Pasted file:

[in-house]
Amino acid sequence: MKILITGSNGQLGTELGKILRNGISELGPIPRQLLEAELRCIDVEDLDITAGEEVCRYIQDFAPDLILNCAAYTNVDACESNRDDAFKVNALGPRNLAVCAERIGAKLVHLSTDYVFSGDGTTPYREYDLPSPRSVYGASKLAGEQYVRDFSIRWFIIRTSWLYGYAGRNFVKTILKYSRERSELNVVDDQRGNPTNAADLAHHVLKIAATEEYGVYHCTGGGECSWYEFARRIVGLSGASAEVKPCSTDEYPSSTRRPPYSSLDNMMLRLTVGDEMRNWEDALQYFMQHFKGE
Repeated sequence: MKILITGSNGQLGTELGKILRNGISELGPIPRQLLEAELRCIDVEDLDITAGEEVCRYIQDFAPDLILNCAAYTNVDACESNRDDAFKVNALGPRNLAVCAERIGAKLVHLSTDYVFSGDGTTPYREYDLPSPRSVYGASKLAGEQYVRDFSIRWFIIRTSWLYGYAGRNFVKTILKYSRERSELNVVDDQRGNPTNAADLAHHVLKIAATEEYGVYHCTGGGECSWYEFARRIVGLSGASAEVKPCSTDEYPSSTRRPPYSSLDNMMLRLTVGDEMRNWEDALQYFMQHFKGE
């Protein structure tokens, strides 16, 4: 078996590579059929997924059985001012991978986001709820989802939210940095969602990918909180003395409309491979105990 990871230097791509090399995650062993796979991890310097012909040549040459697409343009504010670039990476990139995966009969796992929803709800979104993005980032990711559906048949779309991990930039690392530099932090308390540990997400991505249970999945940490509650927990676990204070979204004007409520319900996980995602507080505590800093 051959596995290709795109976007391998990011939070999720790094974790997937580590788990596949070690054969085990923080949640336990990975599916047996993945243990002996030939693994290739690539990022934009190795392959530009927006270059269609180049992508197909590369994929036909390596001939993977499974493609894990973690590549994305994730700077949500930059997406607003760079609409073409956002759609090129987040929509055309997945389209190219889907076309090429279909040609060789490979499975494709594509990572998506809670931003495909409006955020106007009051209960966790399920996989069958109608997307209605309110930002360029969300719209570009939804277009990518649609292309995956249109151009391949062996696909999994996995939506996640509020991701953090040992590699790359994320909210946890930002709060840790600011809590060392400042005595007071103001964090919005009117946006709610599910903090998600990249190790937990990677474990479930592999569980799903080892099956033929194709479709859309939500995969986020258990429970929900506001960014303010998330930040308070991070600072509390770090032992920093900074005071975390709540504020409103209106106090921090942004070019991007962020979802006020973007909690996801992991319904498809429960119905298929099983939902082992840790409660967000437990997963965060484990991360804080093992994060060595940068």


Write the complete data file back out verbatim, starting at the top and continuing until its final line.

[in-house]
Amino acid sequence: MKILITGSNGQLGTELGKILRNGISELGPIPRQLLEAELRCIDVEDLDITAGEEVCRYIQDFAPDLILNCAAYTNVDACESNRDDAFKVNALGPRNLAVCAERIGAKLVHLSTDYVFSGDGTTPYREYDLPSPRSVYGASKLAGEQYVRDFSIRWFIIRTSWLYGYAGRNFVKTILKYSRERSELNVVDDQRGNPTNAADLAHHVLKIAATEEYGVYHCTGGGECSWYEFARRIVGLSGASAEVKPCSTDEYPSSTRRPPYSSLDNMMLRLTVGDEMRNWEDALQYFMQHFKGE
Repeated sequence: MKILITGSNGQLGTELGKILRNGISELGPIPRQLLEAELRCIDVEDLDITAGEEVCRYIQDFAPDLILNCAAYTNVDACESNRDDAFKVNALGPRNLAVCAERIGAKLVHLSTDYVFSGDGTTPYREYDLPSPRSVYGASKLAGEQYVRDFSIRWFIIRTSWLYGYAGRNFVKTILKYSRERSELNVVDDQRGNPTNAADLAHHVLKIAATEEYGVYHCTGGGECSWYEFARRIVGLSGASAEVKPCSTDEYPSSTRRPPYSSLDNMMLRLTVGDEMRNWEDALQYFMQHFKGE
């Protein structure tokens, strides 16, 4: 078996590579059929997924059985001012991978986001709820989802939210940095969602990918909180003395409309491979105990 990871230097791509090399995650062993796979991890310097012909040549040459697409343009504010670039990476990139995966009969796992929803709800979104993005980032990711559906048949779309991990930039690392530099932090308390540990997400991505249970999945940490509650927990676990204070979204004007409520319900996980995602507080505590800093 051959596995290709795109976007391998990011939070999720790094974790997937580590788990596949070690054969085990923080949640336990990975599916047996993945243990002996030939693994290739690539990022934009190795392959530009927006270059269609180049992508197909590369994929036909390596001939993977499974493609894990973690590549994305994730700077949500930059997406607003760079609409073409956002759609090129987040929509055309997945389209190219889907076309090429279909040609060789490979499975494709594509990572998506809670931003495909409006955020106007009051209960966790399920996989069958109608997307209605309110930002360029969300719209570009939804277009990518649609292309995956249109151009391949062996696909999994996995939506996640509020991701953090040992590699790359994320909210946890930002709060840790600011809590060392400042005595007071103001964090919005009117946006709610599910903090998600990249190790937990990677474990479930592999569980799903080892099956033929194709479709859309939500995969986020258990429970929900506001960014303010998330930040308070991070600072509390770090032992920093900074005071975390709540504020409103209106106090921090942004070019991007962020979802006020973007909690996801992991319904498809429960119905298929099983939902082992840790409660967000437990997963965060484990991360804080093992994060060595940068």